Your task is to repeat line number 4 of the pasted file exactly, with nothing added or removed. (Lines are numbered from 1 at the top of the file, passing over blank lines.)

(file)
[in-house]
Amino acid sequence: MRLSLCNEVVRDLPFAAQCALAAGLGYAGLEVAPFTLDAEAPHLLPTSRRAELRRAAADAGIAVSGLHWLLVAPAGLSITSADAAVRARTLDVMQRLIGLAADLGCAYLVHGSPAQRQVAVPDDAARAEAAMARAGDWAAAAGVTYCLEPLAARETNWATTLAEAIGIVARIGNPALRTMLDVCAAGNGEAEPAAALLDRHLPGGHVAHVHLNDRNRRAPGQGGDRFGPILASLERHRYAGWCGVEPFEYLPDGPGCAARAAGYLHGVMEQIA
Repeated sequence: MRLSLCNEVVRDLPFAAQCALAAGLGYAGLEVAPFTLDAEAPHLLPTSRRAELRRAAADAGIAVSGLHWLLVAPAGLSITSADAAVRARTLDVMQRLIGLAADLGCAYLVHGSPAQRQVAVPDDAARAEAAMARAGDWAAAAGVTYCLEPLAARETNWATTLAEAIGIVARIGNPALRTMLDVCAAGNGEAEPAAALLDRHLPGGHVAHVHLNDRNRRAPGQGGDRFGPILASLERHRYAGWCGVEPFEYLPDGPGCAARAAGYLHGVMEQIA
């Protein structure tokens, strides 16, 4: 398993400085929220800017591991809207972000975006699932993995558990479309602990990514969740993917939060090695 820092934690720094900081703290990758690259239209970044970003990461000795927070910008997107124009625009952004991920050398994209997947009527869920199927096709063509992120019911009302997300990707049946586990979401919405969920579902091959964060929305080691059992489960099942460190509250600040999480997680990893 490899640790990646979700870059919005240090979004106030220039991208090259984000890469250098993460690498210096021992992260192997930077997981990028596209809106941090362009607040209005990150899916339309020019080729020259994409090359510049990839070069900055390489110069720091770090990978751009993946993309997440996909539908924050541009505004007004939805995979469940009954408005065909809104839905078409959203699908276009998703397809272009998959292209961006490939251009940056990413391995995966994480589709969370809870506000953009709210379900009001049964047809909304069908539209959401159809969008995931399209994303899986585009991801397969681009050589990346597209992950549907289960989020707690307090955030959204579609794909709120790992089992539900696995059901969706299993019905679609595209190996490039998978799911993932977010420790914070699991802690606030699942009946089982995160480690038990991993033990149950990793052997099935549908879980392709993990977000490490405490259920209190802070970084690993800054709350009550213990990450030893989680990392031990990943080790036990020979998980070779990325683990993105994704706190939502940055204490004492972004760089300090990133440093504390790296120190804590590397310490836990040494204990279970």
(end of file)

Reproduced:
């Protein structure tokens, strides 16, 4: 398993400085929220800017591991809207972000975006699932993995558990479309602990990514969740993917939060090695 820092934690720094900081703290990758690259239209970044970003990461000795927070910008997107124009625009952004991920050398994209997947009527869920199927096709063509992120019911009302997300990707049946586990979401919405969920579902091959964060929305080691059992489960099942460190509250600040999480997680990893 490899640790990646979700870059919005240090979004106030220039991208090259984000890469250098993460690498210096021992992260192997930077997981990028596209809106941090362009607040209005990150899916339309020019080729020259994409090359510049990839070069900055390489110069720091770090990978751009993946993309997440996909539908924050541009505004007004939805995979469940009954408005065909809104839905078409959203699908276009998703397809272009998959292209961006490939251009940056990413391995995966994480589709969370809870506000953009709210379900009001049964047809909304069908539209959401159809969008995931399209994303899986585009991801397969681009050589990346597209992950549907289960989020707690307090955030959204579609794909709120790992089992539900696995059901969706299993019905679609595209190996490039998978799911993932977010420790914070699991802690606030699942009946089982995160480690038990991993033990149950990793052997099935549908879980392709993990977000490490405490259920209190802070970084690993800054709350009550213990990450030893989680990392031990990943080790036990020979998980070779990325683990993105994704706190939502940055204490004492972004760089300090990133440093504390790296120190804590590397310490836990040494204990279970």